Resilience is on parade this Flag Day

Resilience is on parade this Flag Day
© Greg Nash

Not even the observation of Flag Day on June 14 is immune to COVID-19's shutdown. The residents of Quincy, Massachusetts, have held the longest-running Flag Day Parade in the nation. Last year's celebration included a parade, ceremony, fireworks display and a 50-foot-by-20 American flag overlooking the water. 

"It breaks my heart that we have to cancel Flag Day," Quincy Mayor Thomas Koch said last month about canceling 2020's festivities because of COVID-19, including the parade his father started in 1952. Koch's words from Quincy's 2019 Flag Day parade are especially fitting right now because of the racial tensions following the murder of George Floyd by a Minneapolis police officer. 

"There are many differences we have in society," Koch said of the flag's symbolism of unity. "But that flag is something we all have in common "


Quincy is also tied to a civil rights cause that celebrates its 100th anniversary this summer.  The resiliency of a few civil rights activists can inspire us this Flag Day. 

Congress adopted the first U.S. flag on June 14, 1777, which is Flag Day. A year earlier in 1776, Abigail Adams raised an important civil rights question. From her home in Quincy, she wrote her husband John Adams in Philadelphia and asked him to "remember the ladies" as he and other members of the Continental Congress issued the Declaration of Independence.  

Abigail believed that the Declaration's promise of life, liberty and the pursuit of happiness applied to women. She embodied justice, the meaning of the color blue in the U.S. flag, which Congress defined on June 20, 1782: "Blue … signifies vigilance, perseverance and justice." Abigail's call to remember the ladies became the women's voting rights movement that launched in 1848.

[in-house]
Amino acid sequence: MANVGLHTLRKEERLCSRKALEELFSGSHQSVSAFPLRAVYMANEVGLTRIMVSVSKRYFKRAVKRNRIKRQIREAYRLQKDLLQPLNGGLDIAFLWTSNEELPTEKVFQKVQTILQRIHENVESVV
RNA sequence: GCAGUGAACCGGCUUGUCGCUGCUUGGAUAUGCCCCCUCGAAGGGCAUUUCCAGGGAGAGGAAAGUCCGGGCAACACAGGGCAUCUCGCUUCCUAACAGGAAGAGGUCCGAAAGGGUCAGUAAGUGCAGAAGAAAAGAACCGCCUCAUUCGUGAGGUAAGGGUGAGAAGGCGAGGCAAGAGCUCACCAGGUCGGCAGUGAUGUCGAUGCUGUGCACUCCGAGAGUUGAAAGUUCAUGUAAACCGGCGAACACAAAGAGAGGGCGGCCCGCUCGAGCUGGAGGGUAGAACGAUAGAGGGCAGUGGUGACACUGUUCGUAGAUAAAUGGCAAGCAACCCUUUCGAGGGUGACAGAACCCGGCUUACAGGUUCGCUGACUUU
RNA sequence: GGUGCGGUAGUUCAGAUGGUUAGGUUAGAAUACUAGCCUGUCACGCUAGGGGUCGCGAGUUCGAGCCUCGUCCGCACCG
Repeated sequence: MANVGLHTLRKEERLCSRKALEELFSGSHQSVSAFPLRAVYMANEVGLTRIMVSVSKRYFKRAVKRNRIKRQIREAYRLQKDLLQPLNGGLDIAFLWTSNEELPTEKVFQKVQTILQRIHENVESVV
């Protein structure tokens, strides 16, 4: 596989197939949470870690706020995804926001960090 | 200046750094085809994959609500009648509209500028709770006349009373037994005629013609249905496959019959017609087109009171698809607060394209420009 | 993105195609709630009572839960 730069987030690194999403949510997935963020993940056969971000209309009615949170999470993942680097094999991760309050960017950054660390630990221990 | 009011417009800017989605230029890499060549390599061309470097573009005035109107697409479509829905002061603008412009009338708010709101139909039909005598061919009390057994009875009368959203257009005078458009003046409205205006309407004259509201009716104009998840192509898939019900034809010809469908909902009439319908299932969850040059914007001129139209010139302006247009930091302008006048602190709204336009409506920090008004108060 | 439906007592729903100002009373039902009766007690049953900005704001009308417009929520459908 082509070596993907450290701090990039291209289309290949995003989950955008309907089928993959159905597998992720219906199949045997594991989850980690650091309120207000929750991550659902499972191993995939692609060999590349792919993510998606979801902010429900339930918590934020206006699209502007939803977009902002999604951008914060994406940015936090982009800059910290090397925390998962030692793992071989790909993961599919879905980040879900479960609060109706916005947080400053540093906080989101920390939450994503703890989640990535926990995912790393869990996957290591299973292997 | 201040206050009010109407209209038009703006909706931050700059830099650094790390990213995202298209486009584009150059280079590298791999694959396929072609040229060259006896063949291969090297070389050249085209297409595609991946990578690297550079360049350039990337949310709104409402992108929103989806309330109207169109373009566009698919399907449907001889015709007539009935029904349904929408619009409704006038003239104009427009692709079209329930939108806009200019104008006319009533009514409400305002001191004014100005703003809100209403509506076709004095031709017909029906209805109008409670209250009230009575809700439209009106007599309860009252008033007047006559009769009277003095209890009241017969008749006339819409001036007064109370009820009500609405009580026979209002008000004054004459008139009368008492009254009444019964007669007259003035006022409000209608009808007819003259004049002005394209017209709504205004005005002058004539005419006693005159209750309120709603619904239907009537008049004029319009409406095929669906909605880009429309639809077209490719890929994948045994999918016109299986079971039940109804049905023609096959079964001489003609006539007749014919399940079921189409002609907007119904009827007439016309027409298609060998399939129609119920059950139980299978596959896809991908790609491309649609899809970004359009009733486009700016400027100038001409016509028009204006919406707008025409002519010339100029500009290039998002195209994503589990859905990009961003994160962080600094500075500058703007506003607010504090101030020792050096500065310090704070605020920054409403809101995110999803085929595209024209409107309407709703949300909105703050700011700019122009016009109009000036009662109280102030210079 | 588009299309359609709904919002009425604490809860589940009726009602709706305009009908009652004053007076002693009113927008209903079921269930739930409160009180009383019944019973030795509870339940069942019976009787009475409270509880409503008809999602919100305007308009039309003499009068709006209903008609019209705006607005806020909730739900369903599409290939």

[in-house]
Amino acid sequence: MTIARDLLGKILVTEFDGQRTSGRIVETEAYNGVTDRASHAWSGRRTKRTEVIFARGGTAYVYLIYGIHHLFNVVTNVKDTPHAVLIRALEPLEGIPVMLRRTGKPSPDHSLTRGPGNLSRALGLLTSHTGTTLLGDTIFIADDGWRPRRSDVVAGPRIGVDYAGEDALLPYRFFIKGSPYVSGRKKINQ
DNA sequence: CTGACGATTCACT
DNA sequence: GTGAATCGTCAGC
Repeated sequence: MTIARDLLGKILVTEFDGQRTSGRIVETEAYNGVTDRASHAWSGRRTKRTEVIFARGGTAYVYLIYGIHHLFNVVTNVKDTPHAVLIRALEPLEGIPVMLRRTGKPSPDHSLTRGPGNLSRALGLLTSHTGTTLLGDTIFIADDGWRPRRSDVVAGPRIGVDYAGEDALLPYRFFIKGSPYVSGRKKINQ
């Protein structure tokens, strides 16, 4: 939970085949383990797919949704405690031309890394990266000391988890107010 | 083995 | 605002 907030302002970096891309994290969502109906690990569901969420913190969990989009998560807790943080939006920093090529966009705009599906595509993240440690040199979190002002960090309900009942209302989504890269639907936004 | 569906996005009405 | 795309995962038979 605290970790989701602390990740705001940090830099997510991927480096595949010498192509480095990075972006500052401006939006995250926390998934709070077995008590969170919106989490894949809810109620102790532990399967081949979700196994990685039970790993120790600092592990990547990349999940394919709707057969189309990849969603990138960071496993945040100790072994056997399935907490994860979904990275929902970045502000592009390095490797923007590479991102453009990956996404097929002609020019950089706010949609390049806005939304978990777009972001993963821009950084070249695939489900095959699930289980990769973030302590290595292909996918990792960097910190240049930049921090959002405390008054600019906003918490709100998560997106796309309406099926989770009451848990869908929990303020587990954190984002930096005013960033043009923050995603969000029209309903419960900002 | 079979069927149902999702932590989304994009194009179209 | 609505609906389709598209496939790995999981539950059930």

Decades later in 1913, more than 5,000 women marched in Washington D.C.'s Women's Suffrage Parade. With flags waving, they paraded for a Constitutional amendment giving women in all states the right to vote. One marcher also demonstrated another meaning of the flag's field of blue: perseverance. 

In this era of segregation, controversy erupted over the participation of Ida B. Wells-Barnett, a former slave, in the parade's Illinois delegation. Born during the Civil War, Ida received an education as a free person and became a journalist. After writing articles about the lynching of her friends, a mob attacked her newspaper office in Memphis, forcing her to flee to Illinois. By the time of the suffrage parade, Ida was a well-known advocate for African Americans and women. 

However, as the parade was about to begin, Ida’s participation was in jeopardy. “But some of the marchers from the states farther south had objected to her presence when the North and the South were lining up side-by-side, to await their places in the line," the Washington Herald reported. 

Ida quickly showed resilience. “But the Illinois women want me to march in their section,” she smiled to a Washington Herald reporter. “And I shall. Illinois is Lincoln’s state... As Illinois comes along, I’ll join them.”